In many editions of D&D, everyone learns a handful of languages at character creation, and then either never thinks about them again or never has the one they need. I propose an alternative, with 5e as a base.
Characters learn fewer languages.
Everyone knows common. There are no racial languages. Only learn a second language if your background calls for it.
Each language satisfies a narrative function.
Common—common is great. Everyone knows common unless there's something strange happening. Don't think about it.
Ancient—dead civilizations speak and write this language. You might know it if you're a treasure hunter, a time traveler, or a classics major.
Ceremonial—this language is a secret for religious or magical reasons, like Druidic or Hebrew. From a world-building perspective, I'd limit myself to one of these per setting, even if that requires some contortion.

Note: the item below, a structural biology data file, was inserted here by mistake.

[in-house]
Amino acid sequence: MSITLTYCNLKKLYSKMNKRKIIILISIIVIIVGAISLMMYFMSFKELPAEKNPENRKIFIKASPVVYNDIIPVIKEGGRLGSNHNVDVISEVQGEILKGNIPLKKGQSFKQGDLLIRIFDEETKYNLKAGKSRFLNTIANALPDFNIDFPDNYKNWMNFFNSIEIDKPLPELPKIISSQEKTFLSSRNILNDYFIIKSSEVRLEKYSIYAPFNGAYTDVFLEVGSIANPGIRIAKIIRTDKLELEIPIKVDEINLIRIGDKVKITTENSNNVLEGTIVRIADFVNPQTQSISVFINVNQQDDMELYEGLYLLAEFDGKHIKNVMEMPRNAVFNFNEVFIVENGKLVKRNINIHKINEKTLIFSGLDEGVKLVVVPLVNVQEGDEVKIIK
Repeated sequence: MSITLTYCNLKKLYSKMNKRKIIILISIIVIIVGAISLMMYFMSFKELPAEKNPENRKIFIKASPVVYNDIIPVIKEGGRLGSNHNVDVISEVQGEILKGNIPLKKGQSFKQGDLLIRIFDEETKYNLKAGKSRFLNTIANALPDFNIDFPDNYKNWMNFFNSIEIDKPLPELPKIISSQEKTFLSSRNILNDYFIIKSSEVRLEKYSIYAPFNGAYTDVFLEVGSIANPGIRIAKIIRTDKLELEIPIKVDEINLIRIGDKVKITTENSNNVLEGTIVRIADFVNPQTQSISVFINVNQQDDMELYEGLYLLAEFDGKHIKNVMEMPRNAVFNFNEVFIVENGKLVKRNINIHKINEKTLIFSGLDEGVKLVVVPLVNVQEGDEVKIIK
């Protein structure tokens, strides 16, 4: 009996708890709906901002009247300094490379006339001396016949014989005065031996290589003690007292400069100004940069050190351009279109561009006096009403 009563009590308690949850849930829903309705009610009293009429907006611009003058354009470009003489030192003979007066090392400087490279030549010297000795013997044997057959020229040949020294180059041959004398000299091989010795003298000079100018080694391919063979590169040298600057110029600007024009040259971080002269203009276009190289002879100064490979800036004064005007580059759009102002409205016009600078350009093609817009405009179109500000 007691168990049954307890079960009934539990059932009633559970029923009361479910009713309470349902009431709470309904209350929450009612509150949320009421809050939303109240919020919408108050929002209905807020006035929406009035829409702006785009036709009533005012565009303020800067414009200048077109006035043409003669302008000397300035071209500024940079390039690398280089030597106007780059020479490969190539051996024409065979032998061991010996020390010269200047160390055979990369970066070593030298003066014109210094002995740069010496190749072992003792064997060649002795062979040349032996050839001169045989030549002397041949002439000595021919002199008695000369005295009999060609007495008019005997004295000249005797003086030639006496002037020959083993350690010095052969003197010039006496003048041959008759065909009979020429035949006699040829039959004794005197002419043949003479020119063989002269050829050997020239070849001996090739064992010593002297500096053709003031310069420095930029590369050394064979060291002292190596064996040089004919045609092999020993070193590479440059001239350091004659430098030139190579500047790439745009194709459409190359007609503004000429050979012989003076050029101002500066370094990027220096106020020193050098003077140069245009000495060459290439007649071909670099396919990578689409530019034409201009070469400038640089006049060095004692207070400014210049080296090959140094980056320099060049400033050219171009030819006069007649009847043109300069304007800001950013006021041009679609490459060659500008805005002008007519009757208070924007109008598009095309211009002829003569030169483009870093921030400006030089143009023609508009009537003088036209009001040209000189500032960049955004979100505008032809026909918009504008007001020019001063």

Underworld—this language is a secret for reasons of discretion, like Polari or rhyming slang. Dialects change, but learning on-the-fly is built-in to its rhythms. Written, this is the ability to read hobo signs, notice graffiti, etc.
Technical—this is how experts in a field talk about stuff. Even if you're a published author on the topic of applied divination, you can still muddle through someone's notes on optimal well-drilling or drop some convincing techno-babble.
Otherworldly—aliens and old Gods speak this. (Angels, devils, and other outsiders speak common: they want you to understand them.)
Foreign—someday you will find yourself somewhere where they only speak French. Until then, it's a social signifier of a misspent education, a party trick or a bit of flavor.